Answer:
Chlorofluorocarbons are a group of chemicals whose molecules are made up of atoms of carbon, fluorine and chlorine.

Chlorofluorocarbons are used in many industries and products that include refrigeration industry, air conditioners, solvents, foam industry, inhalers and aerosols.

Question 81.
What are the consequences of depletion of ozone layer?
Answer:
Depletion of the ozone layer has dangerous consequences for life forms on earth. When ozone layer thins out, the harmful UV radiation reaches the earth. This can lead to

  1. Increased incidents of skin cancer,
  2. Increase in instances of premature cataract,
  3. Destruction of minute forms of life,
  4. Decrease in agricultural yield and so on.

Question 82.
Why is damage to the ozone layer a cause for concern? What steps are beiite taken to limit this damage?
Answer:
Ozone layer works like a protective shield for living beings. The ozone layer protects th£ life forms on earth from harmful ultraviolet radiation emitted from the sun. Damage to the ozone layer can result in increased level of ultraviolet radiations in our atmosphere and they can easily reach the earth. This would be very dangerous for all life forms.

In 1987, the UNEP (United Nations Environment Programme) succeeded in forging an agreement among different nations to freeze the CFC production at 1986 levels. It is now mandatory for all manufacturing companies to make CFC-free refrigerators throughout the world.

Question 83.
Name some materials that can be recycled.
Answer:
Recyclable wastes include scrap glass, paper, thermoplastics, metal scrap etc.

KSEEB Class 10 Science Important Questions Chapter 15 Our Environment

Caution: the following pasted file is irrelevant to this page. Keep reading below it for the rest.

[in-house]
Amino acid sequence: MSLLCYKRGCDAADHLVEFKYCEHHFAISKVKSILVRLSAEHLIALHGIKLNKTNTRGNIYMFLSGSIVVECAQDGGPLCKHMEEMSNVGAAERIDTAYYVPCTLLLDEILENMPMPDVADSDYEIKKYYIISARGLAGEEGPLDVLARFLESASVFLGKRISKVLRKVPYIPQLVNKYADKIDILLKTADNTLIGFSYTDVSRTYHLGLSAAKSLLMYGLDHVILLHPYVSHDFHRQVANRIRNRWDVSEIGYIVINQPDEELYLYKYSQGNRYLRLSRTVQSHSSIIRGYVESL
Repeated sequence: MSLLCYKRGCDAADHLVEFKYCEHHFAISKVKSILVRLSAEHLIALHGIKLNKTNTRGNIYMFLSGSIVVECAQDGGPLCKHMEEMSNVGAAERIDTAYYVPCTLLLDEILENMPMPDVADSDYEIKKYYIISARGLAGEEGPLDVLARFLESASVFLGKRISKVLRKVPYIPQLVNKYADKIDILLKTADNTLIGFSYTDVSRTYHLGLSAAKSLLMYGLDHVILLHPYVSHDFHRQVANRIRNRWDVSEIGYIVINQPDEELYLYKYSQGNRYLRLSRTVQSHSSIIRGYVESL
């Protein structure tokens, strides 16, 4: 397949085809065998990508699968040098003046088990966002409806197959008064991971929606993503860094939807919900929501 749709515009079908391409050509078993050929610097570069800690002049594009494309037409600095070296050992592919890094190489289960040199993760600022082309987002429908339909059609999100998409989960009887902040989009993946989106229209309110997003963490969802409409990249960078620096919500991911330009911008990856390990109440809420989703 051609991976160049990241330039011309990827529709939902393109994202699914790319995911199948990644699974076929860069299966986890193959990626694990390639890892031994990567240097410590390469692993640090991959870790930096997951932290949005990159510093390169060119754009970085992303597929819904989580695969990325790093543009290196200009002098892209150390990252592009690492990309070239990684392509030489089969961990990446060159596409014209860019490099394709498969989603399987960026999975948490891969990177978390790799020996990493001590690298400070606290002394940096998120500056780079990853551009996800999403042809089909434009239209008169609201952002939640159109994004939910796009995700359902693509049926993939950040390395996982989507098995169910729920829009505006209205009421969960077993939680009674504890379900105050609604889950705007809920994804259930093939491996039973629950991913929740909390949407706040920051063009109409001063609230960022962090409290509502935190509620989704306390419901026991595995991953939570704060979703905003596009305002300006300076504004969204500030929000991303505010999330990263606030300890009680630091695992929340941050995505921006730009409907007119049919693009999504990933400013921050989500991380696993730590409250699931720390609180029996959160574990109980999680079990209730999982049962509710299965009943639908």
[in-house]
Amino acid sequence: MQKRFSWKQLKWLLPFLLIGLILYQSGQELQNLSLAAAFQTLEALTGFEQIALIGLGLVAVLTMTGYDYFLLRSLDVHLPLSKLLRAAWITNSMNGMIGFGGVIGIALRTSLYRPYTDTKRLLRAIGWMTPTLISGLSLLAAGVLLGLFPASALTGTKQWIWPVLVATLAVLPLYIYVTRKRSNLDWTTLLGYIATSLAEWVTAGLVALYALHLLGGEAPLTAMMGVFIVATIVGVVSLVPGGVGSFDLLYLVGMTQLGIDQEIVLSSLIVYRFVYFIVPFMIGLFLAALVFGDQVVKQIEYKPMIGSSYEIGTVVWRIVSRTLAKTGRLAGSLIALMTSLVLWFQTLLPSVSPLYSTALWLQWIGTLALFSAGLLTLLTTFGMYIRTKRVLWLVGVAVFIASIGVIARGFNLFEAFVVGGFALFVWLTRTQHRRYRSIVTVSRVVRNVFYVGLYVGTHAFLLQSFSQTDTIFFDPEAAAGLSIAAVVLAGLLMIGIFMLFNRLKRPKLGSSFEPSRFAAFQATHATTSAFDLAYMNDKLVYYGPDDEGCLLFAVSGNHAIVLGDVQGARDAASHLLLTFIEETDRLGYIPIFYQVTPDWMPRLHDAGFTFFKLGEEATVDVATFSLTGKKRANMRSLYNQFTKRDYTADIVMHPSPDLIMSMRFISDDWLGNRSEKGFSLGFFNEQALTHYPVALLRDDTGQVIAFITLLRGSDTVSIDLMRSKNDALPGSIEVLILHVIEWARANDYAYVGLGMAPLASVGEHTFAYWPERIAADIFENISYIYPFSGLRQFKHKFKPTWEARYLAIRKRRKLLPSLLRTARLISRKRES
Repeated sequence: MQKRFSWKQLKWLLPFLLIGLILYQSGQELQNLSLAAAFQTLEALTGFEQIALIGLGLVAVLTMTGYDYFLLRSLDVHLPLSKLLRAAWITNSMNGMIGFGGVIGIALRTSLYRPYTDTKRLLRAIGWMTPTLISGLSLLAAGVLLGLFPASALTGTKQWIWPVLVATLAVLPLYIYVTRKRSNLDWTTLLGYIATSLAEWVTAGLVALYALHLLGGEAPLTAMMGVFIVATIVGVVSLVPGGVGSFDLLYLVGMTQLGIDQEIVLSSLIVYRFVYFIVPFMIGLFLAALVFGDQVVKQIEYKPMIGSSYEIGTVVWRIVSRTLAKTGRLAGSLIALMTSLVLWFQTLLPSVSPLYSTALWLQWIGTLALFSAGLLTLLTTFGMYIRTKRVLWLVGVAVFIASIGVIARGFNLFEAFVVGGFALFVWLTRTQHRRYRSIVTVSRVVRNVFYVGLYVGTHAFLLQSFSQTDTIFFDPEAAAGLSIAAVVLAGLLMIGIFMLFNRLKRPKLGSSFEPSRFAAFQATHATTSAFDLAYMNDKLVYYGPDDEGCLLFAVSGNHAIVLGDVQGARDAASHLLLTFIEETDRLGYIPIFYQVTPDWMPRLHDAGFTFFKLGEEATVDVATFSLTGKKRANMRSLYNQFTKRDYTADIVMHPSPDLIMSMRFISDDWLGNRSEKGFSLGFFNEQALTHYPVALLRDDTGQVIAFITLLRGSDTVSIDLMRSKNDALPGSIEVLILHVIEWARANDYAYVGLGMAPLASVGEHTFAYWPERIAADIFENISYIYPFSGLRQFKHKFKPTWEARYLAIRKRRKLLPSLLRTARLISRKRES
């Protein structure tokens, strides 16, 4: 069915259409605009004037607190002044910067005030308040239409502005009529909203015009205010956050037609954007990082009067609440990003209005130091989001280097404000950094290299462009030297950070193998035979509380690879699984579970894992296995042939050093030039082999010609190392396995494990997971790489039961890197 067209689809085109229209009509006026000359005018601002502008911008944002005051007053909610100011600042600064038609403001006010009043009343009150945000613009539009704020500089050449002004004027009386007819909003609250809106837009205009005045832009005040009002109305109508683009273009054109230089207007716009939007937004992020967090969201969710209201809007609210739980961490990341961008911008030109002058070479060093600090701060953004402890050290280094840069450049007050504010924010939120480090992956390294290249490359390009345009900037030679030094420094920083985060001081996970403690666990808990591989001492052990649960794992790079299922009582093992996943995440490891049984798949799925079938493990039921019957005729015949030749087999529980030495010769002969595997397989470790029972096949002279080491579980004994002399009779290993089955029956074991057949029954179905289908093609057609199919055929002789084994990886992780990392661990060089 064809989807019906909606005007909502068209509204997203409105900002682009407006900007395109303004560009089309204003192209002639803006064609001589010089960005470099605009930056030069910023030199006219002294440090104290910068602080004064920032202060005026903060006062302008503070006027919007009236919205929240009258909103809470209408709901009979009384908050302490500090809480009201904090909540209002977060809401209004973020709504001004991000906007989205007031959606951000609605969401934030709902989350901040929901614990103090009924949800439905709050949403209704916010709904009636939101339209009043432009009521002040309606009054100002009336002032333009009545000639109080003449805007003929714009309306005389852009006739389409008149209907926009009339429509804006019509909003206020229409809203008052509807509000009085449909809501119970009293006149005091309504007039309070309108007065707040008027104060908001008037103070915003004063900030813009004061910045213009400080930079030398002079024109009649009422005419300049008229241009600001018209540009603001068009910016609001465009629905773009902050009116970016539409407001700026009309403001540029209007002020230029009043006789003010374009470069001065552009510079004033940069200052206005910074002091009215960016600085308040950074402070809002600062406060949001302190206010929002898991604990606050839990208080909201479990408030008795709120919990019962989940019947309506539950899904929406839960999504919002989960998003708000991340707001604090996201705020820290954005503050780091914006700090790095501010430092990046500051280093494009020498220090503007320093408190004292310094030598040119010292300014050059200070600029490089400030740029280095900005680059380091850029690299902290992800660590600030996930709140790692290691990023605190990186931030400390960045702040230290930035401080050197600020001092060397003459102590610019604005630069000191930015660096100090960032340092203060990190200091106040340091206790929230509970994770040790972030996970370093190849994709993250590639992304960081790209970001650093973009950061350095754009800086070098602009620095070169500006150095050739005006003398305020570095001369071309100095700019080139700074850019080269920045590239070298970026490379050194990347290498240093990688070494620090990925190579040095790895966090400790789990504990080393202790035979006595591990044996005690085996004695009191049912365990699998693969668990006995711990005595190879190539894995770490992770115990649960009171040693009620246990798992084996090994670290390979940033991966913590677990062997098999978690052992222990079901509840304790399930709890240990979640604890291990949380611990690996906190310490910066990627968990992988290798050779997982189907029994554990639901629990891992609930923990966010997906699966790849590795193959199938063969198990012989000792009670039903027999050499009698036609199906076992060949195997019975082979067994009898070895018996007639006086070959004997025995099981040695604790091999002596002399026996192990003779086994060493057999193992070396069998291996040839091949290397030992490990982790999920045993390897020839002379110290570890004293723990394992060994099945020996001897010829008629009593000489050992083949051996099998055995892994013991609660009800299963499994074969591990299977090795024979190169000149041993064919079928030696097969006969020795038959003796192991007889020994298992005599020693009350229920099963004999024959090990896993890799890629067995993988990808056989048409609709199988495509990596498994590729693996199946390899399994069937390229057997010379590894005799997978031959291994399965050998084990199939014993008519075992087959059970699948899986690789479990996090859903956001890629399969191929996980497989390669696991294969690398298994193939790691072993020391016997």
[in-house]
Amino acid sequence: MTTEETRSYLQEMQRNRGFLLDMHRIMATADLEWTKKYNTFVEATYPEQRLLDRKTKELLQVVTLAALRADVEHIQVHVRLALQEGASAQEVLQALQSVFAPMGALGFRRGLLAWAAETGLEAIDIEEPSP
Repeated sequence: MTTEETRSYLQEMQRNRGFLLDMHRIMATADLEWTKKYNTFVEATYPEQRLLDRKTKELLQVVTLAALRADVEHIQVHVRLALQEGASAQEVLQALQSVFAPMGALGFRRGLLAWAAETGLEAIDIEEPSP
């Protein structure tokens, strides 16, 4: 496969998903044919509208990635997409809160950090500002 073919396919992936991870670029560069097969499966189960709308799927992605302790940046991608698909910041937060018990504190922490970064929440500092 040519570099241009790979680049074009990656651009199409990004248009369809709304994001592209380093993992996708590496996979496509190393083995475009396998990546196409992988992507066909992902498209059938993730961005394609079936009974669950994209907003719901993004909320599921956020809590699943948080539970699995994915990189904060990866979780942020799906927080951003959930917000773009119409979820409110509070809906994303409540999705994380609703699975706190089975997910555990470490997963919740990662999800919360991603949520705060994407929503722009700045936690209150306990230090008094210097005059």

Question 84.
Why was the proposal to use disposable mud cups (kulhads) in trains given up?
Answer:
Using mud cups in the place of plastic cups requires making of mud cups on a large scale. Making mud cups on a large scale results in loss of fertile topsoil. This is neither desirable nor environment-friendly. This is why the proposal to use mud cups as an alternative to plastic cups was abandoned.

Question 85.
Suggest some measures of safer disposal of wastes.
Answer:
The following are some of the safer methods of disposal of wastes:

  1. The biodegradable and non-biodegradable wastes must be segregated and collected separately.
  2. Biodegradable wastes may be converted into organic manures, biogas etc.
  3. Solid wastes, which are not recyclable, may be buried as landfills.
  4. Some solid wastes such as glass, plastic, paper, metals etc., must be recycled.
  5. Toxic wastes from hospitals must be burnt at high temperature to reduce their volume and to kill pathogens.
  6. Industrial effluents must be treated to free them of pollutants before letting the water to the environment.

Fill In The Blanks

1. The class of compounds that are chiefly responsible for the depletion of the ozone layer is Chlorofluorocarbons